How can my family and friends help?

Educate your friends and family about your condition. Help them understand your abilities and limits, especially as it relates to surgery, be it a limb-sparing surgery, rotationplasty or an amputation.

How often will I have to attend follow up appointments with my healthcare provider?

Checking in with your healthcare provider is vital. They’ll have to check periodically for signs of recurrence, treatment complications and metastasis. Initially these visits will be more frequent (every three to six months), and as you get further from treatment they will be spaced out (yearly). These visits will likely involve:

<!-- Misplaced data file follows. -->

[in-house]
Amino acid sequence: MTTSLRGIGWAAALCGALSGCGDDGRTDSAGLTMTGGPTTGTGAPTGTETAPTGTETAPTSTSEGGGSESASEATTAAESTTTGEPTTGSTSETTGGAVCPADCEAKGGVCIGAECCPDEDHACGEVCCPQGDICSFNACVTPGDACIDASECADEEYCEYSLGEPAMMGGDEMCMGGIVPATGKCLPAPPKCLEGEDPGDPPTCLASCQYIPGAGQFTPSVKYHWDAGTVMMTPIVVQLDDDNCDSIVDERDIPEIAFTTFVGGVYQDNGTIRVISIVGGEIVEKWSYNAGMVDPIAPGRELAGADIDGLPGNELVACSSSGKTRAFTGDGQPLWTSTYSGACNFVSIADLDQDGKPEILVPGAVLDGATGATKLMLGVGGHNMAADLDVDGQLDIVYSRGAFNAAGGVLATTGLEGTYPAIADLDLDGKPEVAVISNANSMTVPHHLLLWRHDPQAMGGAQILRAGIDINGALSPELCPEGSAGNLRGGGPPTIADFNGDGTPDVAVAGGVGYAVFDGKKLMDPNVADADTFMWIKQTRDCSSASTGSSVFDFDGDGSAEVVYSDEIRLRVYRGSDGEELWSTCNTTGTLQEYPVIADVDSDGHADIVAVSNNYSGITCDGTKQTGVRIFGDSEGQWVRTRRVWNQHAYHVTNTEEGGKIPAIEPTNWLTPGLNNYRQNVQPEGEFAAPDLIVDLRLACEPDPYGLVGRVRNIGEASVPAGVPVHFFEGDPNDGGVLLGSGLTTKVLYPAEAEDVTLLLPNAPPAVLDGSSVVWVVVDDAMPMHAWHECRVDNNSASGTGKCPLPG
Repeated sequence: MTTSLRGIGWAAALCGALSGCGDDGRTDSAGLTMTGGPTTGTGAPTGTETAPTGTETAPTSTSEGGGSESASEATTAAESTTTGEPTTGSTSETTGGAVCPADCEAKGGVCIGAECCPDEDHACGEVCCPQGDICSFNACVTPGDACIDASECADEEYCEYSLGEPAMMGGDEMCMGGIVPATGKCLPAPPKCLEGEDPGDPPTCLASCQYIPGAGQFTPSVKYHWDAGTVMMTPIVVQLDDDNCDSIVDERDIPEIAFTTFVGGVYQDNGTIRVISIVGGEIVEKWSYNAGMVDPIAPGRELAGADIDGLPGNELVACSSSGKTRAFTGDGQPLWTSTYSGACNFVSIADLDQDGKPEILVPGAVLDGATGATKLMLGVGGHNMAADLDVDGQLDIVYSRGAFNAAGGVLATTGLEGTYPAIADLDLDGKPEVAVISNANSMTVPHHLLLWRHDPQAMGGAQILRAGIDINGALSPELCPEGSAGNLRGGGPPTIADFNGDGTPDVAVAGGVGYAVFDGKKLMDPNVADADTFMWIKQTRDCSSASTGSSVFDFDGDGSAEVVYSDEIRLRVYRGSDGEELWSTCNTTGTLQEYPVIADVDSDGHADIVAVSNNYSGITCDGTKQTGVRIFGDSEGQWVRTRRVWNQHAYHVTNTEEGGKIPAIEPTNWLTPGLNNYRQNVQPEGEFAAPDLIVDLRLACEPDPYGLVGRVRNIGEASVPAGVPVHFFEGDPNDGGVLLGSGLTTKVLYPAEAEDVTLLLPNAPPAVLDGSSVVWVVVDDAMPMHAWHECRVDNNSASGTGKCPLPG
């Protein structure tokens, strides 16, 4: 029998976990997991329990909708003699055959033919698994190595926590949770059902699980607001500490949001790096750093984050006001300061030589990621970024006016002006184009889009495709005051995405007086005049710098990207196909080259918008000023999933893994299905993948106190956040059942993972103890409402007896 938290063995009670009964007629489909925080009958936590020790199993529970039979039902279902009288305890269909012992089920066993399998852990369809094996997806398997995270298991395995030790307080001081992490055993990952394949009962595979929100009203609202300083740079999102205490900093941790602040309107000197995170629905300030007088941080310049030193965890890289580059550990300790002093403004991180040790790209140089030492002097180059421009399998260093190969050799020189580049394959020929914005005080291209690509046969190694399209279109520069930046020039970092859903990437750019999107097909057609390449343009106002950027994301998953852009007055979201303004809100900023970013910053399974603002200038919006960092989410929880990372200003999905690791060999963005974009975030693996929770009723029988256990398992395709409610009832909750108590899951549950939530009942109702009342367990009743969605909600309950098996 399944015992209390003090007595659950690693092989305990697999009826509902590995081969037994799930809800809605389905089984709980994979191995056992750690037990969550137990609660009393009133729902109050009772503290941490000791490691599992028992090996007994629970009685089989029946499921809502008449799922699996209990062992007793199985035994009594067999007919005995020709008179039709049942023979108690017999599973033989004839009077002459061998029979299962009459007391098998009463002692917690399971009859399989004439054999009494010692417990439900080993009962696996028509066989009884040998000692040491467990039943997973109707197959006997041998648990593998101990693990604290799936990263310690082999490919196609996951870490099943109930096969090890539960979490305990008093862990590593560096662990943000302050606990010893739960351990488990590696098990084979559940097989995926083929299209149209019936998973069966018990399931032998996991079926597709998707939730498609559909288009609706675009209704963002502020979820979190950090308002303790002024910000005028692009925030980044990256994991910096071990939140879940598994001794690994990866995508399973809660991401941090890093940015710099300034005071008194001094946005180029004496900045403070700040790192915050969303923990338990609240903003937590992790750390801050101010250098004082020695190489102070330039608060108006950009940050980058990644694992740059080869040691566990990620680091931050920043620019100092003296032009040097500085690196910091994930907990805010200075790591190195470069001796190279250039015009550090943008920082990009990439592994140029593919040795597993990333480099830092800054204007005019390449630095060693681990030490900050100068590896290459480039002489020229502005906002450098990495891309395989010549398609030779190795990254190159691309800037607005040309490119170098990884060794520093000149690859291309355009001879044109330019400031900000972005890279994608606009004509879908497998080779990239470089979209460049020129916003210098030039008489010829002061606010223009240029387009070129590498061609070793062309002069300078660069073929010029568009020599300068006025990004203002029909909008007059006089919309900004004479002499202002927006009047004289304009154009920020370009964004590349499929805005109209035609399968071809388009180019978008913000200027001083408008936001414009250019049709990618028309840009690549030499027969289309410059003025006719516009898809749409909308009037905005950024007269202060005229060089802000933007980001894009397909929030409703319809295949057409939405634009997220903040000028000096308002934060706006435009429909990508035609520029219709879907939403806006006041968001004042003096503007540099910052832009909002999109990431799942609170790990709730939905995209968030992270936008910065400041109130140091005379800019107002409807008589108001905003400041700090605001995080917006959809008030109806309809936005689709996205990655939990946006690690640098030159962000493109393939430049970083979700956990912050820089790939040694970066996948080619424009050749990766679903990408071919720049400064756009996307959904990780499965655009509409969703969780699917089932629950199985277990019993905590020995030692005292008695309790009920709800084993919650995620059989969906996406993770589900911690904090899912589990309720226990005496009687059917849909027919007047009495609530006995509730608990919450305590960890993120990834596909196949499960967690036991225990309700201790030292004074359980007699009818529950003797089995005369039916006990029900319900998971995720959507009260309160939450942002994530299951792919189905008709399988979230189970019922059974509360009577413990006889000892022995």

• A physical examination.
  • X-ray, CT scan or MRI of where you had osteosarcoma.
  • Imaging of the lungs (X-ray or CT scan).
  • Whole body imaging bone scans or PET/CT).
  • Laboratory examinations.

When should I contact a healthcare provider?

Contact a healthcare provider for persistent bone pain, tenderness, or swelling.

What questions should I ask my healthcare provider about osteosarcoma?

  • What tests have to be done?
  • What is the grade of the osteosarcoma?
  • What subtype of osteosarcoma is it?
  • Has the cancer spread to other parts of the body?
  • What type of treatment is recommended?
  • What surgical options are there?
  • What are the side effects of the treatment?

A note from Cleveland Clinic